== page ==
Thomas Friedman in The World Is Flat details the way in which technology has changed the world in which business is done in the 21st century. In that, he looks at the types of workers who will prosper in such a new world, and then he ponders what type of person will thrive as workers, and how we might as a society ‘train’ them. He concludes, and I am simplifying here, that those who are broadly educated with a curiosity to learn will do best. And it strikes me as to whether this is a new insight or not. I’m no scholar, but haven’t those with broad training and a curiosity to learn more always been at an advantage?
I’ll leave that for others to reflect on and/or prove or disprove. I am intrigued by how he suggests we come by curiosity to learn. Steve Jobs, he says, finally began to grow in this when he dropped out of college, but then dropped in and took for a time whatever classes he wanted, fueling the breadth of his knowledge and his curiosity.
But more to the point, Friedman says that those who are wanting to really be prepared need to find the right teachers. A student once asked him what courses he should take to learn how to learn. His response is intriguing:
“Go around to your friends and ask them just one question: ‘Who are your favorite teachers?’ Then make a list of those teachers and go out and take their courses – no matter what they are teaching, no matter what the subject.” It doesn’t matter whether they are teaching Greek mythology, calculus, art history, or American literature – take their courses. Because when I think back on my favorite teachers, I don’t remember the specifics of what they taught me, but I sure remember being excited about learning it.What has stayed with me are not the facts they imparted but the excitement about learning they inspirited.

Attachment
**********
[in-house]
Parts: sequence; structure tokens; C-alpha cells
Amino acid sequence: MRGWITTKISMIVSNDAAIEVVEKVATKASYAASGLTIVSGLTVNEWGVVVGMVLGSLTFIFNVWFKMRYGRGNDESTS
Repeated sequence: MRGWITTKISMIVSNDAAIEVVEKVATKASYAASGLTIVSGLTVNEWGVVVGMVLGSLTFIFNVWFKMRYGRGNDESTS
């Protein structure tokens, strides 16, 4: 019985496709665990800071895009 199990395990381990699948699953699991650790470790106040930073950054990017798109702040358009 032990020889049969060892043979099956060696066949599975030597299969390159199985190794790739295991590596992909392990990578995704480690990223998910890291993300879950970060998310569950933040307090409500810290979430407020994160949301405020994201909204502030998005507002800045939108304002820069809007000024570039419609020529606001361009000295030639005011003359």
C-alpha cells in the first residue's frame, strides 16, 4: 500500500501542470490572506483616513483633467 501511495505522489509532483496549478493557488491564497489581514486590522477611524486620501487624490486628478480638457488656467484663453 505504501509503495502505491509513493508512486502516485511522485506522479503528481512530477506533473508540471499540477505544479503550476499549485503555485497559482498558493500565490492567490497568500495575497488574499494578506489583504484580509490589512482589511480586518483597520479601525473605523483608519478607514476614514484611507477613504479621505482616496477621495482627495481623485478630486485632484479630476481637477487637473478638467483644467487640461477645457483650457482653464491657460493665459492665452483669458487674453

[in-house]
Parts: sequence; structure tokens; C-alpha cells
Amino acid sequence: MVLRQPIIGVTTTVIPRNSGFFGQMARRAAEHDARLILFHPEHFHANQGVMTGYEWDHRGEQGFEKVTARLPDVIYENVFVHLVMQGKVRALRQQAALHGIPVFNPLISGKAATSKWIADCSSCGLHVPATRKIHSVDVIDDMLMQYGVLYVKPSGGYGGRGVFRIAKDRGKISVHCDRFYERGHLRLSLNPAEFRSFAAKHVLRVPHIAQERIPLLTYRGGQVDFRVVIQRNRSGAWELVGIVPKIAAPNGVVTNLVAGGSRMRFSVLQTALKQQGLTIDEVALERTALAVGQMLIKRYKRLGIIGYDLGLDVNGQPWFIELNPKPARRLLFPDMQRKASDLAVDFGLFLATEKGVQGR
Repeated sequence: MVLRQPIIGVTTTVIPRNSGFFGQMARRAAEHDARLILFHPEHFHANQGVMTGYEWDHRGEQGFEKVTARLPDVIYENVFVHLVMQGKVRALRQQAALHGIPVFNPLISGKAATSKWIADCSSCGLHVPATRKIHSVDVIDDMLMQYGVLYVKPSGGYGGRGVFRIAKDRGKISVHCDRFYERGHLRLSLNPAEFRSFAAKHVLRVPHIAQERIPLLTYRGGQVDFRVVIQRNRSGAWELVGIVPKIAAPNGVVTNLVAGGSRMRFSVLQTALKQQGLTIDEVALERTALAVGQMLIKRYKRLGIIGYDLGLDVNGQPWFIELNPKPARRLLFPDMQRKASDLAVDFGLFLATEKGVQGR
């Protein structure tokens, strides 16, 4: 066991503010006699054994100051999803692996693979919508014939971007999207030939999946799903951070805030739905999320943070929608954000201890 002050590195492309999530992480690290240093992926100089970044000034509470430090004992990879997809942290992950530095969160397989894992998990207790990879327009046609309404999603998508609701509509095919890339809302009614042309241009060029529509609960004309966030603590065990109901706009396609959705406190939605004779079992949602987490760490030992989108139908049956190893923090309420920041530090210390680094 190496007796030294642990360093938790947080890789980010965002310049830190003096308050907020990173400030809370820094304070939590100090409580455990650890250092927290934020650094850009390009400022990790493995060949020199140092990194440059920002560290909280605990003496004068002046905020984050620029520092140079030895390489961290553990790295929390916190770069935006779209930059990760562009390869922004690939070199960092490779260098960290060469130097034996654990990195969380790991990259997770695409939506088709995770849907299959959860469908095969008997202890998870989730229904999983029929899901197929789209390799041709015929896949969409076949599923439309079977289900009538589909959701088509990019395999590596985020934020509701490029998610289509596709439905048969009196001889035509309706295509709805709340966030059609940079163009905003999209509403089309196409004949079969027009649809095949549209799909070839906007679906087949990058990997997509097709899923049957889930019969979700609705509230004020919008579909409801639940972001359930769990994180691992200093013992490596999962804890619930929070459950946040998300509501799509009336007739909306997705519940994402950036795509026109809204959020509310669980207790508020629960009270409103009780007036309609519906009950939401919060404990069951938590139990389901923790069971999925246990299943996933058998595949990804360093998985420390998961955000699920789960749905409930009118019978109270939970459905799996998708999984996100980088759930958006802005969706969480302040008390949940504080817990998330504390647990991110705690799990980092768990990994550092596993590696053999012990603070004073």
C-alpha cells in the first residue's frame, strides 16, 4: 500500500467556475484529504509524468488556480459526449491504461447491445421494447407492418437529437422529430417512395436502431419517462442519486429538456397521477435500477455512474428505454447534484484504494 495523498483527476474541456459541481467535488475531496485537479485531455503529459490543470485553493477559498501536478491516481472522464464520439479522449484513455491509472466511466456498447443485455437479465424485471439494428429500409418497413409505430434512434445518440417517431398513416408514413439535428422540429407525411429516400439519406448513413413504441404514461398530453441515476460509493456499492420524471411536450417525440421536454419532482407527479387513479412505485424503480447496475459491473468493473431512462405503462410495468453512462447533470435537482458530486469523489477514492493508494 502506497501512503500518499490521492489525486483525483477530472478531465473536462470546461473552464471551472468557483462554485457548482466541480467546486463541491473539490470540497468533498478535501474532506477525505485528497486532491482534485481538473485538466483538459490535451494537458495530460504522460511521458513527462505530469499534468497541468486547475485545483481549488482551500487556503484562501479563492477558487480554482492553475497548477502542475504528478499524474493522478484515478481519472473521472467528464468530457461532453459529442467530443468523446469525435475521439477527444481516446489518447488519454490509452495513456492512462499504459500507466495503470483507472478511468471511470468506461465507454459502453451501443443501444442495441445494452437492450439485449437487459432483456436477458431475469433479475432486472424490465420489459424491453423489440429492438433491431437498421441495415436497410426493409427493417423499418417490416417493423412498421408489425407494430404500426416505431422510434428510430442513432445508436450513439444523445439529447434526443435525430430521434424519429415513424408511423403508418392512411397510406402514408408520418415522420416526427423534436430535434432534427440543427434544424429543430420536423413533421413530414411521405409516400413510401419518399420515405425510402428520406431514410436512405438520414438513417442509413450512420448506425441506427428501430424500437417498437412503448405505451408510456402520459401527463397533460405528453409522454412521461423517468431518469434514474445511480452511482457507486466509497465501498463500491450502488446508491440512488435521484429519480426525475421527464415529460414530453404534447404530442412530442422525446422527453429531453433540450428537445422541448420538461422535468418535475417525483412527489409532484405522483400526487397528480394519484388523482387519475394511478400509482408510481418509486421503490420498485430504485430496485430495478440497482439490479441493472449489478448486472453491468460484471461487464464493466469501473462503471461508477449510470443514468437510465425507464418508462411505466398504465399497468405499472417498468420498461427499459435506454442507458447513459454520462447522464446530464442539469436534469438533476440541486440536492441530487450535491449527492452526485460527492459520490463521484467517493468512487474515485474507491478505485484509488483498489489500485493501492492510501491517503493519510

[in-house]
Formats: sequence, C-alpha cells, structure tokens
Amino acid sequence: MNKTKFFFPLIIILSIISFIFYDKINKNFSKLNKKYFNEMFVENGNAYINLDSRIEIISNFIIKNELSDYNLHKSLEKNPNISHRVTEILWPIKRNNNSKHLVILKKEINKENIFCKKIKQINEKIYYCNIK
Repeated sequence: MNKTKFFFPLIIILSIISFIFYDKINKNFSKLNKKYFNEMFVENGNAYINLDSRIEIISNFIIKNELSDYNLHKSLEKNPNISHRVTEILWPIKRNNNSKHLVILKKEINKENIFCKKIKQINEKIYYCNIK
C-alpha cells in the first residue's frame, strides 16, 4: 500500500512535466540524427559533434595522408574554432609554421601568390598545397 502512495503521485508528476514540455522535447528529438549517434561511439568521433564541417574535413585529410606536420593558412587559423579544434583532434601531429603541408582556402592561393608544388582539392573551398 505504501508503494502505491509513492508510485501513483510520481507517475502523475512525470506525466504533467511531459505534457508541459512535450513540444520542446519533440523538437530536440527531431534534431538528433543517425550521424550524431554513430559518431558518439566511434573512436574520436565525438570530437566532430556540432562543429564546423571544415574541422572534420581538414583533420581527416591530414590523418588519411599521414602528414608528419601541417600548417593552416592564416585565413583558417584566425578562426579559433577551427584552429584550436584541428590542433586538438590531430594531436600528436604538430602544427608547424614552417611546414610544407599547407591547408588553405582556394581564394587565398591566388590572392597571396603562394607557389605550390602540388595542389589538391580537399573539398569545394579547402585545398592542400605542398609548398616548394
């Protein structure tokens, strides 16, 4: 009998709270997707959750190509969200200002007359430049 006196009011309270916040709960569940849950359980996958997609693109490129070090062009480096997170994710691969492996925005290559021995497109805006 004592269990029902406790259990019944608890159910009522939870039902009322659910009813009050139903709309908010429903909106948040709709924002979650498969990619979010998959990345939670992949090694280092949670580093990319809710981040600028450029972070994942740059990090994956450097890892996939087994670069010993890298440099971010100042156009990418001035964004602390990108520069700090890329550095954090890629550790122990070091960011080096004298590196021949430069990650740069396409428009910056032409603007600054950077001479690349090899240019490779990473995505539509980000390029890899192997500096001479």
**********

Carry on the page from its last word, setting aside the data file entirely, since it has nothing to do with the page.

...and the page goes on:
The parenthesis in his final sentence is very important:
And while it seems that some people are just born with that motivation [to teach oneself], many others can develop it or have it implanted with the right teacher (or parent).
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2 thoughts on “The Curiosity to Learn”
This made me think of St. John’s College – campuses in Annapolis and Santa Fe – which one of our children considered attending. Simply google the name; the first site has much info on their philosophy as well as the names of people the students read/study: Homer, Euclid, Chaucer, Einstein, DuBois, Augustine… and many more; and the required classes. The info includes thoughts similar to what you quote from Friedman. In the early ’90s it was said that IBM would hire any St. John’s grad – simply because of their broad “classical” education – knowing that they could then train them to suit IBM’s needs.
And this made me think of the way our experience actually tells us that the ancients (medievals) had it right: a classical Christian education in the humanities broadly is really the best preparation for life. St. John’s is one take on that classical model.:-)
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